Big news for Takashi Miike this week as his latest film Hara-Kiri : Death Of A Samurai (3D) is in competition for the prestigious Palme d'Or at this year's Cannes film festival. It is the first time a 3D film has ever been nominated for such a prize and I'm sure it's raised a few eyebrows in the process. Ostensibly a remake of the brooding samurai film from Masaki Kobayashi made in 1962 and featuring a stunning performance by Tatsuya Nakadai, bad boy japanese actor Ebizu Ichikawa takes the lead in a more mainstream Miike film than hardcore fans are probably used to:
"Seeking an honourable end, poverty stricken samurai Hanshiro requests to commit hara- kiri in the courtyard of feudal lord Kageyu's estate. Trying to dismiss Hanshiro's wife to save face, Kageyu recounts the tragic story of a similiar plea years ago from young ronin Motome, but the arrogant lord is unaware of vengeful Hanshiro's bond with Motome..."
Only a 30 second teaser trailer is available at the moment and I can't tell you how the 3D has been used, perhaps in a more subtle manner than big budget Hollywood fare. It might be a simple case of enhancing swordfights with actors and swords close to the camera so that the duelling blades protude toward us. Even Quentin Tarantino confesses if he had known 3D would have made a comeback he may have shot Kill Bill as a 3D film - it certainly would have worked well with the "Master of the Flying Guiilotine" inspired weapon that Go Go Yubari wields against the bride at the end of Kill Bill part 1 (as well as the Crazy 88 fight scene of course) Arthouse directors are now utilising 3D in unexpected ways - Werner Herzog has shot a cave painting movie in 3D and Wim Wenders recently released a 3D film about dancer and choreographer Pina Bausch. So the stigma of 3D might be over in the same way talkies were considered a gimmick back in the early days of cinema.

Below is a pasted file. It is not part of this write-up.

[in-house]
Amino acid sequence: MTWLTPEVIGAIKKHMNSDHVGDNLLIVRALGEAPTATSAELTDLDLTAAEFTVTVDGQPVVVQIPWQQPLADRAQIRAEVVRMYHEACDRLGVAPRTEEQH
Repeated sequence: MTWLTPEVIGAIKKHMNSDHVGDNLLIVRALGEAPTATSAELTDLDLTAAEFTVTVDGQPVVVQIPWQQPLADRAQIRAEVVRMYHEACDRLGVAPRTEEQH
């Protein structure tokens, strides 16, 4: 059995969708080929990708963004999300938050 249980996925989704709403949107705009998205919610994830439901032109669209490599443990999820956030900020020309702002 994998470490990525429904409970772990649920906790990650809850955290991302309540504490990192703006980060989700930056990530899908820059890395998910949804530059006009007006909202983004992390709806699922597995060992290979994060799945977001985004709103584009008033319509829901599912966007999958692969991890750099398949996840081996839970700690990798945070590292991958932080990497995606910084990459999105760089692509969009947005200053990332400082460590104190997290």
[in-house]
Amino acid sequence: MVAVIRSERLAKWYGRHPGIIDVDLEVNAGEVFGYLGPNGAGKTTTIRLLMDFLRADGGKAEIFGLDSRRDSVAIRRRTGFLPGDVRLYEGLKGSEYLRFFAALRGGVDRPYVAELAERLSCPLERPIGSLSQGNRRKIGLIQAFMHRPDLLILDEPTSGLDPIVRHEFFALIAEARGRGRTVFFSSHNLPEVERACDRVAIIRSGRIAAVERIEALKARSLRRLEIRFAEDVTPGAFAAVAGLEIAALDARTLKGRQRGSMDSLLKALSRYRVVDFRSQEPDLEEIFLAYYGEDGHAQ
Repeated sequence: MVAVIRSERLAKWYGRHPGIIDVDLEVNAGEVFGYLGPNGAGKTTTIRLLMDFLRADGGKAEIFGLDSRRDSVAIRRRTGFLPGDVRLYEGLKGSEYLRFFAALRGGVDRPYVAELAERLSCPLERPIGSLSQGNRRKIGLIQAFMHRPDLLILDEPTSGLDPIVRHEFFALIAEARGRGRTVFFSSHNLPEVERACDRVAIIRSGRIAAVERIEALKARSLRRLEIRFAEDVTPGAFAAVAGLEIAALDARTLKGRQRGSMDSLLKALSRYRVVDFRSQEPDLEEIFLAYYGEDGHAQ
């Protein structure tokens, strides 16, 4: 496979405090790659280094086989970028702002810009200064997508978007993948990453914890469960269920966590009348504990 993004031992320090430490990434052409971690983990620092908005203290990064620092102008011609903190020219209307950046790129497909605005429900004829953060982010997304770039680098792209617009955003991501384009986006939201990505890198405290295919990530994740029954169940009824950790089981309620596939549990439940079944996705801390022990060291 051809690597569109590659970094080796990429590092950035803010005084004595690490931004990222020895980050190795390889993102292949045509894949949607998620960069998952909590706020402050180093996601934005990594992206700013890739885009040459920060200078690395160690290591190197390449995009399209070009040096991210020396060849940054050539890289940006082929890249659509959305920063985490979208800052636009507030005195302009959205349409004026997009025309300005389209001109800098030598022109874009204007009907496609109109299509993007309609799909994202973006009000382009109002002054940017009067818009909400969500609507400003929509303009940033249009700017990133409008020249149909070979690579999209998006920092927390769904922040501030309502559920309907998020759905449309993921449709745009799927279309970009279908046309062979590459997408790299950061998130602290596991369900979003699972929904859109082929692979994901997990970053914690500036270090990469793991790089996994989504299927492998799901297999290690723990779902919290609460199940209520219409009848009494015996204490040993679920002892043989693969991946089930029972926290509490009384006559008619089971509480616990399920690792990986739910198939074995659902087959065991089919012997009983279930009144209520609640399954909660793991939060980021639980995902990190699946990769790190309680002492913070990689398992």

Does Miike have a chance of winning? well look who he is up against - Pedro Almodovar, Lars Von Trier, Nicholas Winding Refn, Paolo Sorrentino, The Dardenne Brothers, Nanni Morreti, Aki Kaurismaki, Lynne Ramsey and Terence Malick (with only the fifth movie of his career) and a whole bunch of less well known directors : Bertrand Bonello, Alain Cavelier, Joseph Cedar, Michel Hazanavicius, Julia Leigh, Maiwenn, Radu Mihaileanu, Markus Schleinzer and Naomi Kawase (the other Japanese director in competition) that's a lot of arthouse muscle. If there is more of a political dimension to Hara-Kiri than some of the other films then it's possible the cinema gods may shine their light upon Mr Miike. If it's existential angst that will clinch it, it may still have a chance though if Terence Malick's Tree of Life is the new 2001 then perhaps not.
Should it have taken this long for Takashi Miike to be universally acknowledged in this way? Should his 1999 film Audition been nominated? that certainly would have raised a few eyebrows even though in it's own way it's as feminist a film as anything made by Claire Denis or Catherine Breillat.
I guess post Hara-Kiri and 13 Assassins (made in 2010, check the five star review on Timeout's film review page and the 8.0 score on IMDB and the 94% score on Rotten Tomatoes.com) Miike could concentrate on chanbara films and just make one film a year or become even more prolific if he wanted to (84 titles and counting according to IMDB) whatever happens it's great that he's got a bigger audience now thanks to these "traditional" swordplay movies hopefully coming soon to a cinema near you.